The National Institute for Pharmaceutical Research and Development (NIPRD), has developed an immune booster for coronavirus patients that is helping in recoveries. L E A D E R S H I P Sunday reports that immune-compromised individuals and those with underlying medical conditions are at greater risk for COVID-19, but NIPRD’s immunomodulatory agent helps in boosting the immunity of those affected with COVID-19. It was also gathered that since 2014, at least 207 herbal establishments have been registered in Nigeria which can provide local remedy for the coronavirus if they are well – funded. Director-general of NIPRD, Dr Obi Adigwe, who disclosed this to LEADERSHIP Sunday, said NIPRD has also developed a contextual processing protocol designed to specifically harness phytomedicines and other natural resources potentials from each of the states of the federation.
“Currently, there is no specific approved treatment for COVID-19.People infected are managed with supportive care and experimental treatment. Immunoc o m p r o m i s e d individuals and those with underlying medical conditions are at greater risk for COVID-19 and NIPRD has been able to develop an immunomodulatory agent that can help in boosting the immunity of those affected with COVID-19,” the DG said. He also added that NIPRD has commenced the piloting of an active pharmaceutical ingredient (API) manufacturing plant. “However; there is an urgent need for other stakeholders such as the Nigeria National Petroleum Corporation (NNPC) to key in so that collaboratively, we can assure medicines’ security for our people. “There is also a desperately urgent need for proper funding in order to achieve more outcomes.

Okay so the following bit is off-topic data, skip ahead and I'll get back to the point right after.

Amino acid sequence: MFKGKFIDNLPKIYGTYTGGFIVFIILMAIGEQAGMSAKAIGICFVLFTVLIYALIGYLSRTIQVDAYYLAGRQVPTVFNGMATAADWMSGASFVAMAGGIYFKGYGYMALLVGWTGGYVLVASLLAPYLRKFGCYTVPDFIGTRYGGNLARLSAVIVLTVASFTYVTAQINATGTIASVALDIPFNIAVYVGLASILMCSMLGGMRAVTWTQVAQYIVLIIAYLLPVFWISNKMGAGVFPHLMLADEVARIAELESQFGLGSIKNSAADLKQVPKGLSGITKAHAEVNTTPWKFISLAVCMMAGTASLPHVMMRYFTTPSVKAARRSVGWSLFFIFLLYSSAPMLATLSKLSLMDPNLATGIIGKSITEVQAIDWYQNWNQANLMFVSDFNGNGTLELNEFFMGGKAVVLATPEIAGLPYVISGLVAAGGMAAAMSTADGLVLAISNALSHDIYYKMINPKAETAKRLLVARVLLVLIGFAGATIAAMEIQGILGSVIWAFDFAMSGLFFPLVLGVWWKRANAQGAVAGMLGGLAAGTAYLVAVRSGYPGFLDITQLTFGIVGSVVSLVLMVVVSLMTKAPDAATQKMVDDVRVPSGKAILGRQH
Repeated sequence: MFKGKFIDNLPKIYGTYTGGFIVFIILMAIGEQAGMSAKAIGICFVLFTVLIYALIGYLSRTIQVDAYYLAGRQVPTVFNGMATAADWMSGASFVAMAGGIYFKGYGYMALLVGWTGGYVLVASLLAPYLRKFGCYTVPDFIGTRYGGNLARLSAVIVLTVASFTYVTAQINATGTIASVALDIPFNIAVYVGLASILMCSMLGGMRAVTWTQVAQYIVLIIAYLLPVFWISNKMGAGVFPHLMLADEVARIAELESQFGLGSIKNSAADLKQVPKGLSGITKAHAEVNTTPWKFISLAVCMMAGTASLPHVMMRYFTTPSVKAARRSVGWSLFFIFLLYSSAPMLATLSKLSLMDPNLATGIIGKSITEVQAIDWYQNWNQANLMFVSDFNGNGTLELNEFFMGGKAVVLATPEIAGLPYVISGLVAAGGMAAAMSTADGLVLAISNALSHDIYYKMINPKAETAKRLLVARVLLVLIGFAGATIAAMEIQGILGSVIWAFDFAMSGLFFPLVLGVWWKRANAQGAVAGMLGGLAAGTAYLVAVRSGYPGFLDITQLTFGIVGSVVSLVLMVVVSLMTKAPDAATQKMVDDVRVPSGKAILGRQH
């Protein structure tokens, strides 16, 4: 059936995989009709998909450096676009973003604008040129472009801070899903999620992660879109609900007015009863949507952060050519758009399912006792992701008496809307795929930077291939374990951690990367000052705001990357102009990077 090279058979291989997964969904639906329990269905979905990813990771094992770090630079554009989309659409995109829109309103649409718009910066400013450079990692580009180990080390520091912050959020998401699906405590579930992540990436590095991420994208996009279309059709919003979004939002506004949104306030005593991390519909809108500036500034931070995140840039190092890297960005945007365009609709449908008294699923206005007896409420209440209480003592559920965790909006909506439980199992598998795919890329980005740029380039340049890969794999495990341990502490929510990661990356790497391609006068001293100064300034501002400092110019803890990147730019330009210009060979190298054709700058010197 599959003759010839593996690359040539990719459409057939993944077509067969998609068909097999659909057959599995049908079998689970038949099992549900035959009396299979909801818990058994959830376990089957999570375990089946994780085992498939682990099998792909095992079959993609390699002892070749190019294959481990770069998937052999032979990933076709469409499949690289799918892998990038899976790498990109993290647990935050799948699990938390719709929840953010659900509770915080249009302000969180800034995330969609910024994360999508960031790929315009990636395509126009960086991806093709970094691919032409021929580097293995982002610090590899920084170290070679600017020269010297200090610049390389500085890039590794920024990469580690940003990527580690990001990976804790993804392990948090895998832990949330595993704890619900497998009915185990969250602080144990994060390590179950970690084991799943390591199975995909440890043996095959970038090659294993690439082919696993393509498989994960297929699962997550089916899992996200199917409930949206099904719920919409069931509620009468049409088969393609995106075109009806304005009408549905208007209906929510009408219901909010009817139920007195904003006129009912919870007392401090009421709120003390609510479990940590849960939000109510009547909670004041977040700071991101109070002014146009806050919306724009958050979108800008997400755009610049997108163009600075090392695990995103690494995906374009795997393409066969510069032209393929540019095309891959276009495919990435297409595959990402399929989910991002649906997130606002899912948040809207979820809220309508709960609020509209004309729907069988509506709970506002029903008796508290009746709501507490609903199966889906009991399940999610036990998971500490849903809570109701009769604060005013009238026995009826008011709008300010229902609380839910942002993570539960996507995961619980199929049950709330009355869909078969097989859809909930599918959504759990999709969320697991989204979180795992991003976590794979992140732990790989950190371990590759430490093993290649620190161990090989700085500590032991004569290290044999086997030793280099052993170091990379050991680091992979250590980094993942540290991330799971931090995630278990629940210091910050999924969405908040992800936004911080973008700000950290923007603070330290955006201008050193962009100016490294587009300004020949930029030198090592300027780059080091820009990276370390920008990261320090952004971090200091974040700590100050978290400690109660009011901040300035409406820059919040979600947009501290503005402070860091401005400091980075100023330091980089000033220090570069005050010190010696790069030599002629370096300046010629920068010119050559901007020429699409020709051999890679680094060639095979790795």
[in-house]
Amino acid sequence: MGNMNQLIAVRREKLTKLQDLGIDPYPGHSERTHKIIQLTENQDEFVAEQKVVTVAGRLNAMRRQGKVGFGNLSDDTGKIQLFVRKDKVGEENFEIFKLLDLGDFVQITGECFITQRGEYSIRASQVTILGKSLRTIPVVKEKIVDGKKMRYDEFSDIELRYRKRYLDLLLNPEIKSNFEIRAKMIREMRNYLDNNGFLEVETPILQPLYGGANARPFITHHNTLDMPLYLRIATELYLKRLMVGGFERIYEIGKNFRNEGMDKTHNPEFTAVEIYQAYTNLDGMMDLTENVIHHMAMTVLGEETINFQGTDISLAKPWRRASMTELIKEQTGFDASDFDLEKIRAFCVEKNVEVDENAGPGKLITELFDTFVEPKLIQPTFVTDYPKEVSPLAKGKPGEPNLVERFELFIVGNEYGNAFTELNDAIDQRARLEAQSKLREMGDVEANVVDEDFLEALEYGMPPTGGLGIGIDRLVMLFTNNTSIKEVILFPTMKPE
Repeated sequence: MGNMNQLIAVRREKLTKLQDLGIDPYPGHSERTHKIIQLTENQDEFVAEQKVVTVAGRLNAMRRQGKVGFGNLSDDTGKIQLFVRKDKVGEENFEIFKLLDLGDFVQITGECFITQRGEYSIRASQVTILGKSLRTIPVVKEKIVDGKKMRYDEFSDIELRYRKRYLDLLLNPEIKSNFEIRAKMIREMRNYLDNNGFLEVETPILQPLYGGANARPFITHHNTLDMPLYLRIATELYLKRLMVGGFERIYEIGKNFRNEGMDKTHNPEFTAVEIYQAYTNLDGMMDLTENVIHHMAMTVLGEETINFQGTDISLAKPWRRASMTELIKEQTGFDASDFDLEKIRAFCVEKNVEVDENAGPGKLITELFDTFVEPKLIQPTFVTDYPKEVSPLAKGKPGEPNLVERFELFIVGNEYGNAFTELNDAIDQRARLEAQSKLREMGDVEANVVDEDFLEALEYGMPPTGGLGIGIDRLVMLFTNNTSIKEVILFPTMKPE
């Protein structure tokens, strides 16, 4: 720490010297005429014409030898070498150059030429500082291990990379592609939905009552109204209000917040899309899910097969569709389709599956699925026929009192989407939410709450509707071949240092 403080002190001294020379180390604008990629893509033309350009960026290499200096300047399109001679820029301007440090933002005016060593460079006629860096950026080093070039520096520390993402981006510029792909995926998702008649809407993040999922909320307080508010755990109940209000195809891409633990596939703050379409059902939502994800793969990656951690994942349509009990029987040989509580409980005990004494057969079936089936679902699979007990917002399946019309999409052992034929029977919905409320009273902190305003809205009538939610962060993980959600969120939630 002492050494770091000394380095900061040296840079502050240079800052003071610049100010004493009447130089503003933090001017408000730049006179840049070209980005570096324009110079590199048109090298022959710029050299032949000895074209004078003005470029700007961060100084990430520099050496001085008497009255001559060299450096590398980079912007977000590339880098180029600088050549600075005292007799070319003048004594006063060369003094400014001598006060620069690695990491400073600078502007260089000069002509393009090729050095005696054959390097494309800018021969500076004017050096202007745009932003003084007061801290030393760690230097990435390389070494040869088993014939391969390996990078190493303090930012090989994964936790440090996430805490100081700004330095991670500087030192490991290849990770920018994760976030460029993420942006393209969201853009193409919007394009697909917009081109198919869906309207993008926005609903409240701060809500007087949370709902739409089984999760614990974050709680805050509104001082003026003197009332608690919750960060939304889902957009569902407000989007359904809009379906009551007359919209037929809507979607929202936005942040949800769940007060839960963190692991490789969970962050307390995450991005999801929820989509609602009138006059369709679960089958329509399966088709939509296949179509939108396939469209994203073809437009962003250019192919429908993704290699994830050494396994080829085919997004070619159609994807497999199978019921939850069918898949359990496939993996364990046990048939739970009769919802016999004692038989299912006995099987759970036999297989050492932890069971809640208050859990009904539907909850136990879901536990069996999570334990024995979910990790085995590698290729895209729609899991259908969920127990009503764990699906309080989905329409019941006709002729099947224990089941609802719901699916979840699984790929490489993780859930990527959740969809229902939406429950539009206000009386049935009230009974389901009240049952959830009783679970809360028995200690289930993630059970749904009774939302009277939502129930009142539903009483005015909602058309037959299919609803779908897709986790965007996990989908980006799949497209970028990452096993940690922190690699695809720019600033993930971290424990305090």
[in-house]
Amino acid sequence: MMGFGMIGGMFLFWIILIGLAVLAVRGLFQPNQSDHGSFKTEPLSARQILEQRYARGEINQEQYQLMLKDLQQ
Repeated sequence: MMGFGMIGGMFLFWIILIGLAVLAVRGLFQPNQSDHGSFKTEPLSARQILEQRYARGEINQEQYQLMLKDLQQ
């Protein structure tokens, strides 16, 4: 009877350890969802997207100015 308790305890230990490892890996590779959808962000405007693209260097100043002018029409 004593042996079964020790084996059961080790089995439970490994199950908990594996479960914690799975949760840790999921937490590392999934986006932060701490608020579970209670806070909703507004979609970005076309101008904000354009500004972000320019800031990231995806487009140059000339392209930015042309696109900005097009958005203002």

Inadequate funding of research and development has contributed to lack of medicines’ security in Nigeria and there is no better time than now to prioritise this critical area,” he stated. On the role of traditional herbal establishments in Nigeria, Adigwe said 207 companies had been registered but admitted their discoveries must go through extensive verification, which he said involved serious funding. “In 2014, a ministerial committee that was set up by the Federal Ministry of Health and chaired by the then director- general/chief executive officer NIPRD reported at least 207 registered herbal establishments in Nigeria.
“The role that herbal practitioners can play in finding remedy to COVID-19 pandemic cannot be overemphasised. A particular example is the development of the drug, Niprisan by NIPRD that is used in the management of sickle cell disease. The development of this phytomedicine was possible due to the collaboration between NIPRD and a herbal practitioner. That being said, despite the potential of herbal medicines in stimulating novel discoveries, claims by practitioners need to be validated scientifically. This process is not cheap and can easily run into millions and very few herbal practitioners can afford this. “ C o r p o r a t e o r g a n i s a t i o n s , development partners, philanthropists and other capable well-meaning entities can fund this process as their corporate social responsibility and contribution to universal health coverage and socioeconomic development. “NIPRD is open to such partnerships, and under my leadership, remains committed to continuous collaboration towards the development of evidence – based African solutions for COVID-19 and other diseases prevalent in our setting,” Adigwe added.